Over 30 states now apply the ABC test. Subject to some statutory exemptions, in California, the law provides that a worker is presumed to be an employee unless: (a) the worker is free from control and direction of the hiring entity under both in practice and under contract; and (b) the worker performs work outside of the usual course of the hiring entity’s business; and (c) the worker is customarily engaged in an independently established trade, occupation or business of the same nature of the work performed.

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Cal-OSHA released proposed revisions to the COVID-19 prevention order

UPDATE on May 20, 2021: Since this article was published, Cal/OSHA has delayed the vote on the new proposed Emergency Temporary Standards. Please read details on the delayed vote on the Reed Smith EHS Law Insights Blog.


As vaccination rates increase in California, the California Department of Occupational Safety and Health (Cal-OSHA) has released a draft of a new proposed COVID-19 emergency regulation. The California Occupational Safety and Health Standards Board will vote on whether to send the proposed regulation to the Office of Administrative Law (OAL) on May 20th. After it is received, the OAL is only required to allow five calendar days for submission of comments and 10 calendar days for review before filing with the Secretary of State. Given this timeline, it is likely that the new regulations will become effective in early June.

The new COVID-19 emergency regulations loosen a number of the prior requirements for fully vaccinated workers. The new COVID-19 emergency regulations, however, also add a number of new compliance requirements for employers. In that regard, the new proposed regulation contains many important changes to how face coverings and N-95 masks must be used, testing and exposure requirements, and the prior exclusion and wage replacement rules. The key changes in these areas are briefly summarized below: Continue Reading

BREAKING: New York adopts CDC’s loosened mask and social distancing guidance

As most of our readers likely know by now, on May 13, the U.S. Centers for Disease Control and Prevention (CDC) announced that, “[i]f you are fully vaccinated, you can resume activities that you did prior to the pandemic.” The CDC went on the state that “[f]ully vaccinated people can resume activities without wearing a mask or physically distancing.”

Quite understandably, this led many U.S. businesses to wonder whether their workforces are still required to wear a mask or physically distance in the workplace – particularly because the CDC’s guidance also provides that businesses still need to be abide by applicable state and local laws, rules, and regulations concerning mask wearing and physical distancing.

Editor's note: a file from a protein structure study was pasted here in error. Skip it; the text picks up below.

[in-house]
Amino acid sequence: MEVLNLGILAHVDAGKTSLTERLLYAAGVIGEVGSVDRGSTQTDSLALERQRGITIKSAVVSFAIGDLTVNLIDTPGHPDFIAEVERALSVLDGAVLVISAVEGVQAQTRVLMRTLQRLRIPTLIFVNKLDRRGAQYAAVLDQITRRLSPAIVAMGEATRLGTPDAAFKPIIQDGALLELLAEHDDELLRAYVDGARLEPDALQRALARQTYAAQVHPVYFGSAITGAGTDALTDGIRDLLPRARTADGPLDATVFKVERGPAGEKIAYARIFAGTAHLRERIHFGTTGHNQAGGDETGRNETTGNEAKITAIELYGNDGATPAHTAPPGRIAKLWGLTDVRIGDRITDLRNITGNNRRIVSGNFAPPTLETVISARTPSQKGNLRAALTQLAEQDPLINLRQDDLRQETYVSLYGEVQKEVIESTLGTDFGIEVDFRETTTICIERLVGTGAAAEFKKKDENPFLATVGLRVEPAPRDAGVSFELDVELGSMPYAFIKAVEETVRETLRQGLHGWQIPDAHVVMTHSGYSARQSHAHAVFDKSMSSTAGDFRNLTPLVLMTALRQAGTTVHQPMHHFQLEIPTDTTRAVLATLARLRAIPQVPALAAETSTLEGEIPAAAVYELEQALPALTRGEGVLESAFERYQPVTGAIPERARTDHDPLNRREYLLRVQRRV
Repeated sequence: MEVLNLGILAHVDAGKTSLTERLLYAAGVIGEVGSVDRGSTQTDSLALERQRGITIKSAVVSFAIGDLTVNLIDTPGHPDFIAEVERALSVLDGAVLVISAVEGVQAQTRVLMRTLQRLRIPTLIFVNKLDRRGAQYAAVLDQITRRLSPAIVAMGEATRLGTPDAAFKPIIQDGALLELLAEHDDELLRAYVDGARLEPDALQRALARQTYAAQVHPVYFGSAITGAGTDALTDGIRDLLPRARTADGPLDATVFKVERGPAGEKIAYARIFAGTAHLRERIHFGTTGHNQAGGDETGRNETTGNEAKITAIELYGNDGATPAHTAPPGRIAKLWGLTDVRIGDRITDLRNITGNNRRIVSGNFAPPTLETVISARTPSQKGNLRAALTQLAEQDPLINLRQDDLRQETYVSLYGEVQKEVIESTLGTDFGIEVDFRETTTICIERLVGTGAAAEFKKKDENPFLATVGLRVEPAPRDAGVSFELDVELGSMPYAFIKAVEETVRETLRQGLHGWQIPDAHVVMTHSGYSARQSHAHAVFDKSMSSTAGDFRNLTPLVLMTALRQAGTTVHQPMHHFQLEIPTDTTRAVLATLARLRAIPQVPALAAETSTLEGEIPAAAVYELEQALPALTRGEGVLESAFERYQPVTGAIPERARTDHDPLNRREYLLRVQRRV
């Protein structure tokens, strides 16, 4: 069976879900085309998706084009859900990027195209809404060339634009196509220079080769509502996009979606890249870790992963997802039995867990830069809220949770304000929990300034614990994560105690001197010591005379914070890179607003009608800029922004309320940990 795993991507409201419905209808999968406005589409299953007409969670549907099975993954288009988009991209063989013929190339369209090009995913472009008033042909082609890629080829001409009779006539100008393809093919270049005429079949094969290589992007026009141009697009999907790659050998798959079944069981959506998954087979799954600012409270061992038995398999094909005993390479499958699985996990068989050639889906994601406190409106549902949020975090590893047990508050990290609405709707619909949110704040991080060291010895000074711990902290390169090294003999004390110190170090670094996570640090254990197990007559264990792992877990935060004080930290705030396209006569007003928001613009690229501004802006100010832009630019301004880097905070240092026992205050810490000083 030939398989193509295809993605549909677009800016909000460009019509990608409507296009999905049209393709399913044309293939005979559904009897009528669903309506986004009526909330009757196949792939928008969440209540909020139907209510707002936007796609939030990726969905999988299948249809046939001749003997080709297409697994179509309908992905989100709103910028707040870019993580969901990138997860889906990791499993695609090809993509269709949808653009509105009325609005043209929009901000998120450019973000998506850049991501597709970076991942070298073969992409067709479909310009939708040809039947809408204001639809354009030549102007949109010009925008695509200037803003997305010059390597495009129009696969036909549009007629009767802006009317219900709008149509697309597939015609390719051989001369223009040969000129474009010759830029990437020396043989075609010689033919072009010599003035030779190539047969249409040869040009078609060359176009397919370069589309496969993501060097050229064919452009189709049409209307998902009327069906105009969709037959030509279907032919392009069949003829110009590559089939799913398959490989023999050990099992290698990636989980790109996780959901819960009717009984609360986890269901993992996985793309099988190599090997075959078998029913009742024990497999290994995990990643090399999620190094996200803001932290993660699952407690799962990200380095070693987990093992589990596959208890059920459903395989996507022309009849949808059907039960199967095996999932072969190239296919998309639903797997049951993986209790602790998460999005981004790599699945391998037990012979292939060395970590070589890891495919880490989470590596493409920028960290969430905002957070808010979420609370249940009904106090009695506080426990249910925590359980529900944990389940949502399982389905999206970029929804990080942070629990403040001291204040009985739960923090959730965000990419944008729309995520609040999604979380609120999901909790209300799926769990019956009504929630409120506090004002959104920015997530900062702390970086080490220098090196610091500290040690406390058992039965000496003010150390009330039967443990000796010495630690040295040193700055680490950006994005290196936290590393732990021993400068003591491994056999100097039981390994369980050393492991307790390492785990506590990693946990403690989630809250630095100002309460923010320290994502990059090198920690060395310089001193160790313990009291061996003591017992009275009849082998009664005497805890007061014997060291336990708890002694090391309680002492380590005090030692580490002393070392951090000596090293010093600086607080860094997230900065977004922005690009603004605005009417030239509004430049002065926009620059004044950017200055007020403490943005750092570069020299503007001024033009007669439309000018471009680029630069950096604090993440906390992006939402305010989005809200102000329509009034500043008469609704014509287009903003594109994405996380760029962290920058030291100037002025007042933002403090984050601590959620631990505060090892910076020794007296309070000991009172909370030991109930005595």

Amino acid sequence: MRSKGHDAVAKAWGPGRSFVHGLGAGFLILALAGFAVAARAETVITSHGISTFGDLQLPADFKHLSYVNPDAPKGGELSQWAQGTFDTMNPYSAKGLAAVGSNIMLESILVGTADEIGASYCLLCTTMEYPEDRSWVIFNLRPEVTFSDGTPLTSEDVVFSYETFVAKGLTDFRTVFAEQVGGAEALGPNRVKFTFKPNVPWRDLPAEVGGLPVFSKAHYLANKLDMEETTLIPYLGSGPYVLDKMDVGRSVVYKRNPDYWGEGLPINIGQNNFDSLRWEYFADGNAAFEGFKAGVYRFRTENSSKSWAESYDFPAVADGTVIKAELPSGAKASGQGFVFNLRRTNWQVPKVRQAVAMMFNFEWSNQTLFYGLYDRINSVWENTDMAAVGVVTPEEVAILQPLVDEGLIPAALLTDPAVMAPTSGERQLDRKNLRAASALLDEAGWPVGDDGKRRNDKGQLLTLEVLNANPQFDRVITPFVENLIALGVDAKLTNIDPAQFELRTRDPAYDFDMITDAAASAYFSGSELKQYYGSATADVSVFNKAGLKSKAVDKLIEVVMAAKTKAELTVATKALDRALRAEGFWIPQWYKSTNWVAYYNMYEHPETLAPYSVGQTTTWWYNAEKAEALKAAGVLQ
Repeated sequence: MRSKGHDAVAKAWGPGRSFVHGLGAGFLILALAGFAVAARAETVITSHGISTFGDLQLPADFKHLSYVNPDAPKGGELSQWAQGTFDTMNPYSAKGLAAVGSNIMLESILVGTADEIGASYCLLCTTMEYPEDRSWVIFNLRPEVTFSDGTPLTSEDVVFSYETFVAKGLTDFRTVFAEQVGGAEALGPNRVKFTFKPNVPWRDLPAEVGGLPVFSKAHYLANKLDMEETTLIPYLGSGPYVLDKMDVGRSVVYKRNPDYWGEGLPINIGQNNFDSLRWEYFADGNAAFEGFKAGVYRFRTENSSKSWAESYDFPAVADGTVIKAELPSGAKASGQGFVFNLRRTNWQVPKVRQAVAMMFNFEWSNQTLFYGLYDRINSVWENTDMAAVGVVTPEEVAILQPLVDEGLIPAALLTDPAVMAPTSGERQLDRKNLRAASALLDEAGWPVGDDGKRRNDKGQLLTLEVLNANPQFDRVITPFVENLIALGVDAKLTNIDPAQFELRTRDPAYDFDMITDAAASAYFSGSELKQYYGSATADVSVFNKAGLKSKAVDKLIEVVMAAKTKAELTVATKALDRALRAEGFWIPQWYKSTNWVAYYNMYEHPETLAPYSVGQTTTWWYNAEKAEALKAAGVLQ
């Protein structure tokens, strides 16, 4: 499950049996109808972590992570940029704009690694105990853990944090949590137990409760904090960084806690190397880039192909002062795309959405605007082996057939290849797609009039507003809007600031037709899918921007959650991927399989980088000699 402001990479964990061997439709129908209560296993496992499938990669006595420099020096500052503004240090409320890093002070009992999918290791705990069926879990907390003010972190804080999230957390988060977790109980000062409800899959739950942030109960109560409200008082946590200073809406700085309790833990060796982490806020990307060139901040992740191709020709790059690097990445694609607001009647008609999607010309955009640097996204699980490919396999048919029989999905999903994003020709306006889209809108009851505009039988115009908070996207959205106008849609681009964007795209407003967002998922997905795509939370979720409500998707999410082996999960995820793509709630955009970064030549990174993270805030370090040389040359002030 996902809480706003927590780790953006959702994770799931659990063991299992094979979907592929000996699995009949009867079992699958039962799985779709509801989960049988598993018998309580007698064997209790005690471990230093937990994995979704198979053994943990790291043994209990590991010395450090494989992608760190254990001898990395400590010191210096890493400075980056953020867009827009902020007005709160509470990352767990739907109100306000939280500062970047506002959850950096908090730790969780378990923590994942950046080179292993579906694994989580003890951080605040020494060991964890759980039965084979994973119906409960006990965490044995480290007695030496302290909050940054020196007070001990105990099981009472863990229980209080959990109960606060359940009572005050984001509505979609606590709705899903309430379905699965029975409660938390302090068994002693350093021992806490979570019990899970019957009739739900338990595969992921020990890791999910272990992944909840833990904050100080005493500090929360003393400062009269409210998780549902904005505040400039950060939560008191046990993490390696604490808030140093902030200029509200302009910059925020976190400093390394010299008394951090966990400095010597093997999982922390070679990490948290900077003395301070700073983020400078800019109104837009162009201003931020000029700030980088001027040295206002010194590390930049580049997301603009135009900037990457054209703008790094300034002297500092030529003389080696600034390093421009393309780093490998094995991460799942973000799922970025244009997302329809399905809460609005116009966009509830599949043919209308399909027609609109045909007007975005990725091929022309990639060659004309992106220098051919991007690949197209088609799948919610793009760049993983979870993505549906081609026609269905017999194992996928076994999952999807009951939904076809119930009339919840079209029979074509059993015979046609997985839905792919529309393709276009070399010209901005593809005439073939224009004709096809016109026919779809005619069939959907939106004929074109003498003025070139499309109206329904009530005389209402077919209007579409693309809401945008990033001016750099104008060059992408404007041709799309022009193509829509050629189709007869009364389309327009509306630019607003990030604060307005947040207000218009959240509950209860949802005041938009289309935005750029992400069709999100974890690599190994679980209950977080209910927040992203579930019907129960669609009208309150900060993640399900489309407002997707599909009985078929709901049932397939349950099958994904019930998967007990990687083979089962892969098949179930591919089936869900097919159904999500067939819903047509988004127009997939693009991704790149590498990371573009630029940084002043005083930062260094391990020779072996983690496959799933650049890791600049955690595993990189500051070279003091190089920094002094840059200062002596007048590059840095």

New York State employers, however, need wonder no more. Just a few hours ago, Governor Andrew Cuomo announced that, beginning May 19, New York will adopt the CDC’s “Interim Public Health Recommendations for Fully Vaccinated People” for most business and public settings. To implement the CDC’s guidance, New York State will be revising the following business reopening guidelines to take effect on May 19:

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New York’s landmark HERO Act becomes law – With some caveats

Well, that was fast! As we reported on Tuesday, the New York State legislature passed a sweeping bill in late April known as the HERO Act. The HERO Act represents a massive change to the Empire State’s workplace health and safety protocols.

At the time of our initial post, the HERO Act was awaiting Governor Andrew Cuomo’s signature. That signature came late Wednesday. Notably, however, the Governor has asked the legislature to make certain technical changes to the law, including giving the New York State Department of Labor and employers more specific instructions in developing and implementing the workplace standards required by the HERO Act. In addition, Governor Cuomo has asked that lawmakers add a requirement for employers to cure violations in order to better protect the safety of workers and limit claims by employees for violations, in limited circumstances where employers are acting in bad faith and failing to cure deficiencies.

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Pennsylvania businesses may need to finalize reopening plans

After more than a year of navigating the myriad orders impacting Pennsylvania businesses in response to the COVID-19 pandemic, the Wolf administration has announced that it will lift all mitigation orders, except masking, on May 31, 2021. Although the announcement was sparse on detail, its general nature suggests that the following mitigation mandates – which we have covered in detailed previously – will be lifted this Memorial Day.

  • Remote work